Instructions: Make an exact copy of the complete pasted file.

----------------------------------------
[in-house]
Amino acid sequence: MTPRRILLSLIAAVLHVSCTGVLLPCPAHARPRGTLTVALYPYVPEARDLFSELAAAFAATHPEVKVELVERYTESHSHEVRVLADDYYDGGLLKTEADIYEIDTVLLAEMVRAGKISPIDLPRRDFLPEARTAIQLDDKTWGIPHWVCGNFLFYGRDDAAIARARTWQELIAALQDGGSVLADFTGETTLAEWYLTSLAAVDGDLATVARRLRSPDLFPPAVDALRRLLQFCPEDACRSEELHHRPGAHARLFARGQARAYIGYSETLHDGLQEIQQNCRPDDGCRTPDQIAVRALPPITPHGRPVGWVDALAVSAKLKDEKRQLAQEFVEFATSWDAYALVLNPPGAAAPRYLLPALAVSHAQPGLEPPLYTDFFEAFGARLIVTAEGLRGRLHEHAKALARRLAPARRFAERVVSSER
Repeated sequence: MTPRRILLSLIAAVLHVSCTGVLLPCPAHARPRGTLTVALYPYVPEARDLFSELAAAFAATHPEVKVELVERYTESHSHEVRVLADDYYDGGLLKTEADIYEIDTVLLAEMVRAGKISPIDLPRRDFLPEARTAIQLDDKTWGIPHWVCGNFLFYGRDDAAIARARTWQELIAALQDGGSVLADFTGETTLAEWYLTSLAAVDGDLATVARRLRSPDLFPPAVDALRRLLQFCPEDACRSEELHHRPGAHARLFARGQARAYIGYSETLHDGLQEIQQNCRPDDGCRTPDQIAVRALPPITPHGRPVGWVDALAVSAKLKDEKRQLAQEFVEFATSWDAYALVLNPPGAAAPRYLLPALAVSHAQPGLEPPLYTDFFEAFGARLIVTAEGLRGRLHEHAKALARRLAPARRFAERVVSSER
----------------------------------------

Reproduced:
[in-house]
Amino acid sequence: MTPRRILLSLIAAVLHVSCTGVLLPCPAHARPRGTLTVALYPYVPEARDLFSELAAAFAATHPEVKVELVERYTESHSHEVRVLADDYYDGGLLKTEADIYEIDTVLLAEMVRAGKISPIDLPRRDFLPEARTAIQLDDKTWGIPHWVCGNFLFYGRDDAAIARARTWQELIAALQDGGSVLADFTGETTLAEWYLTSLAAVDGDLATVARRLRSPDLFPPAVDALRRLLQFCPEDACRSEELHHRPGAHARLFARGQARAYIGYSETLHDGLQEIQQNCRPDDGCRTPDQIAVRALPPITPHGRPVGWVDALAVSAKLKDEKRQLAQEFVEFATSWDAYALVLNPPGAAAPRYLLPALAVSHAQPGLEPPLYTDFFEAFGARLIVTAEGLRGRLHEHAKALARRLAPARRFAERVVSSER
Repeated sequence: MTPRRILLSLIAAVLHVSCTGVLLPCPAHARPRGTLTVALYPYVPEARDLFSELAAAFAATHPEVKVELVERYTESHSHEVRVLADDYYDGGLLKTEADIYEIDTVLLAEMVRAGKISPIDLPRRDFLPEARTAIQLDDKTWGIPHWVCGNFLFYGRDDAAIARARTWQELIAALQDGGSVLADFTGETTLAEWYLTSLAAVDGDLATVARRLRSPDLFPPAVDALRRLLQFCPEDACRSEELHHRPGAHARLFARGQARAYIGYSETLHDGLQEIQQNCRPDDGCRTPDQIAVRALPPITPHGRPVGWVDALAVSAKLKDEKRQLAQEFVEFATSWDAYALVLNPPGAAAPRYLLPALAVSHAQPGLEPPLYTDFFEAFGARLIVTAEGLRGRLHEHAKALARRLAPARRFAERVVSSER